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If you are lucky enough to have access to multi-use recreational pathways and trails, consider it a wonderful privilege.  Many pathways go through parks and along rivers providing excellent scenery and a great place to be active and enjoy the outdoors.  These places provide not only a place to exercise, they provide a space away from city traffic so that people can enjoy the little snippets of natural scenery.  What may mar the enjoyment of these pathways is a lack of “trail etiquette” that can lead to frustration and sometimes conflict.

Whether you are new to outdoor exercise or a seasoned trail user, there are some tips you can keep in mind to ensure that everyone can have a pleasurable time outdoors:

  • Stay to the right, pass on the left – Think of it as if you are a car on the road, yield to the oncoming traffic and wait until the path is clear before you pass.
  • Call out “passing” or “on your left” as you approach – This lets the person you are about to pass know that you are behind them so they aren’t startled or move into your path.  That being said, watch to make sure that they have heard you (maybe they’re wearing headphones), so slow down to ensure that you pass them safely.
  • Be aware of those passing you – If you hear someone call out or ring their bell, stay to the right and maybe even acknowledge you heard them with a wave.
  • If you need to stop – Maybe you’re winded or you just saw someone you know, be courteous and step off the path to make sure you avoid collisions.  For people who exercise in groups, two abreast is ideal, any more than that crowds the trail and makes collisions more likely to happen.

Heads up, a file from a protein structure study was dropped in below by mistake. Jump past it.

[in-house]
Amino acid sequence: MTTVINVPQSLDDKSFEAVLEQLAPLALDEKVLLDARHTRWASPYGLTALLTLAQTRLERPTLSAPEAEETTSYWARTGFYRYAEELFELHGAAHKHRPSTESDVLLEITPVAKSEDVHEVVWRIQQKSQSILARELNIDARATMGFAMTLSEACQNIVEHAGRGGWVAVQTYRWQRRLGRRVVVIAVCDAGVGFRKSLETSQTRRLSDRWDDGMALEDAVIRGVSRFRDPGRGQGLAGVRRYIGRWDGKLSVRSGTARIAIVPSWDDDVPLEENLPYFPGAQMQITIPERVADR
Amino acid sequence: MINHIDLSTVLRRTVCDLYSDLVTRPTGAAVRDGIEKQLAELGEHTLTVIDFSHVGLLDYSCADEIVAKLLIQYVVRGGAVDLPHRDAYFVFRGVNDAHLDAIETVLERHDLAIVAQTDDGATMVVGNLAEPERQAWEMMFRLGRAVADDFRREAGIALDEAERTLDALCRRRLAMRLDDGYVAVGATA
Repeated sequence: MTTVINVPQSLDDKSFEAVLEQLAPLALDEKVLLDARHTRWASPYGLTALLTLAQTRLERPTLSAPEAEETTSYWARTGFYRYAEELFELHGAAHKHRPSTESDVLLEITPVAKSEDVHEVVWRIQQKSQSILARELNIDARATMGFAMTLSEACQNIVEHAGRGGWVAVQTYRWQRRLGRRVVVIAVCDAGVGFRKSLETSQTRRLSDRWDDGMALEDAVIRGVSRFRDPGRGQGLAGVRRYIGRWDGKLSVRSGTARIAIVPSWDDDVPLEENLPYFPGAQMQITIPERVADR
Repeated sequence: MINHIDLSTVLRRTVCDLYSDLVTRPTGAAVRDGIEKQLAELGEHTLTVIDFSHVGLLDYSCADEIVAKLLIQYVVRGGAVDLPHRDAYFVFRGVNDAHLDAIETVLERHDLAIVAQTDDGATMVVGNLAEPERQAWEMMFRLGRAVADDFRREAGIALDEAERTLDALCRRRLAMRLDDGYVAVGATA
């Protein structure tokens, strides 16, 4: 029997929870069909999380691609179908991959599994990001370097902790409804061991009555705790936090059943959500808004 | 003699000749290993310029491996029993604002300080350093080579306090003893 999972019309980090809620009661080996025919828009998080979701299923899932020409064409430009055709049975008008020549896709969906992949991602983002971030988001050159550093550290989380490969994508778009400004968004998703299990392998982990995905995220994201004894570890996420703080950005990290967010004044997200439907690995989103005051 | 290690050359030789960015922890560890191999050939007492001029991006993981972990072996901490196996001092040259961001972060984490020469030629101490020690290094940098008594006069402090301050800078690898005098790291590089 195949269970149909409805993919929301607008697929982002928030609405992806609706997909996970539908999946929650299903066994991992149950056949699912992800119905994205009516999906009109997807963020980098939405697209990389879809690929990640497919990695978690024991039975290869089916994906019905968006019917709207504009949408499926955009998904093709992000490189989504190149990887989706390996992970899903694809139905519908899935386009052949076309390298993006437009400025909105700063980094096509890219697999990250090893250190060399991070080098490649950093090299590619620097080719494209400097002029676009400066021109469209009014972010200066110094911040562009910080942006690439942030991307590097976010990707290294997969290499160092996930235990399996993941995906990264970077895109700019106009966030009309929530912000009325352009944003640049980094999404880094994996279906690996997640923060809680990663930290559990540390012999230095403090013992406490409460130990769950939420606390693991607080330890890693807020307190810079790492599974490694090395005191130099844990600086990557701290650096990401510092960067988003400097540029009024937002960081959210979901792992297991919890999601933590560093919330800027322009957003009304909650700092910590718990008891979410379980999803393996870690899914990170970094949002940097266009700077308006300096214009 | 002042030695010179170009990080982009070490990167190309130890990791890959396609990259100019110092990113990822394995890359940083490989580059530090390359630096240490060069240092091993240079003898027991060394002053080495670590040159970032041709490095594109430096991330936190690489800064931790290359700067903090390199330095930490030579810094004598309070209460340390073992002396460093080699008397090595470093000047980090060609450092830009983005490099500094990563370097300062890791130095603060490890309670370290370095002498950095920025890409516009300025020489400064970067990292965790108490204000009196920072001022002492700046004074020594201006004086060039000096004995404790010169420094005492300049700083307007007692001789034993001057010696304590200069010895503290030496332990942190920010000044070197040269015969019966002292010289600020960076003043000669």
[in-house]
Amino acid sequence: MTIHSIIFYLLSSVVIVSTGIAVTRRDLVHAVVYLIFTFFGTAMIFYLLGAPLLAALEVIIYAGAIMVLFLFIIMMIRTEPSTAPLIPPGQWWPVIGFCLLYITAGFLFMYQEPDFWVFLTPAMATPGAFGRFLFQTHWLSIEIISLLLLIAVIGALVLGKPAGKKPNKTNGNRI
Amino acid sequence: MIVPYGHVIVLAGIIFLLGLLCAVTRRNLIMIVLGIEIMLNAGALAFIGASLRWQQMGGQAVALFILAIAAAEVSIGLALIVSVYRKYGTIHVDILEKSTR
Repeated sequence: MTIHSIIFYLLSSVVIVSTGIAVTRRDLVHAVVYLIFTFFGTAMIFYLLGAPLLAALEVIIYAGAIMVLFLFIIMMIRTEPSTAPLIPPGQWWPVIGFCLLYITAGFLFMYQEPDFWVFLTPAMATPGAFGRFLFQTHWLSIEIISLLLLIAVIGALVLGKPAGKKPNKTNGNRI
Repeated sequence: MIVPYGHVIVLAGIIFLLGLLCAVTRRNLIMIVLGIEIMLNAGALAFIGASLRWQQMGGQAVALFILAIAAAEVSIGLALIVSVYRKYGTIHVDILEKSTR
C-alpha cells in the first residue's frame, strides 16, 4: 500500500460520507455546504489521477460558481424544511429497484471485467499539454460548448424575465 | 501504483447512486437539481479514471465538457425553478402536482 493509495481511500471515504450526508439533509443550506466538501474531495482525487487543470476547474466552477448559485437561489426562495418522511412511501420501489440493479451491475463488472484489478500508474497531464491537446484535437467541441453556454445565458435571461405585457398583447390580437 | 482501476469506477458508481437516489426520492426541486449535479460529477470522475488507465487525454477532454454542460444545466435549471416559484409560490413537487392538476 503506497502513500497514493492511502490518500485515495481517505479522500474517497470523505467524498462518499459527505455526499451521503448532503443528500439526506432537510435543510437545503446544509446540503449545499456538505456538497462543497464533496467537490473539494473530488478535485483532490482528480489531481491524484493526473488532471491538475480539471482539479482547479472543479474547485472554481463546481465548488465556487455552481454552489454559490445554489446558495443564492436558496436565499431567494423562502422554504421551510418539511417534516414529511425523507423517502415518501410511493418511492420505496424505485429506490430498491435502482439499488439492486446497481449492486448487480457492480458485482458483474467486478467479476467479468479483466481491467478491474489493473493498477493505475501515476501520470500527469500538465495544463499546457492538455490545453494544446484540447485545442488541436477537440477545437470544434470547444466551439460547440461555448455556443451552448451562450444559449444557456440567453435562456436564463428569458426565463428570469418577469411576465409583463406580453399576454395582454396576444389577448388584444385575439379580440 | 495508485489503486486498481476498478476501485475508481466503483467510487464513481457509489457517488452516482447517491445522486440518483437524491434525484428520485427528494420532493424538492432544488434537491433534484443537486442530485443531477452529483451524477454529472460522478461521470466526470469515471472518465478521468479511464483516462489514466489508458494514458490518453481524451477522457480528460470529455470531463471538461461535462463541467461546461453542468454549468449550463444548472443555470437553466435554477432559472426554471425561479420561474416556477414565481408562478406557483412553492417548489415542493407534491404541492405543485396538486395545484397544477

• Watch for little kids and people walking their pets – Both can be unpredictable so be aware of your surroundings.
  • Pay attention to what’s around you – Not everyone is going to follow the same rules of etiquette as you do, so be observant and prepared to avoid potential collisions.

While most of us think of trails as being exclusively used for runners and cyclists, other sports like horseback riding, snowshoeing and cross country skiing for example, could also benefit from some trail etiquette so that all of us can exercise safely and have fun too.

    References from the SIRC Collection: 

    1. Bonner L, Habak A. Trail etiquette: 23 tips for winning friends, influencing people and avoiding conflict on the trails. Equus. July 2003;(309):54-58;60.
    2. Devaughn M. Trail etiquette. Backpacker. April 1997;25(3):40.
    3. Edwards S, McKenzie M. Snowshoeing [e-book]. Champaign, Ill.; United States: Human Kinetics Publishers; 1995.
    4. Henderson J. Trail mix. Runner’s World. December 1990;25(12):14.
    5. Hendricks W, Ramthun R, Chavez D. The effects of persuasive message source and content on mountain bicyclists’ adherence to trail etiquette guidelines. Journal Of Park & Recreation Administration. Fall 2001;19(3):38-61.
    6. KENNEDY J. Rules of the Trail. Bicycle Paper. June 2009;38(4):1-3.

    The information presented in SIRC blogs and SIRCuit articles is accurate and reliable as of the date of publication. Developments that occur after the date of publication may impact the current accuracy of the information presented in a previously published blog or article.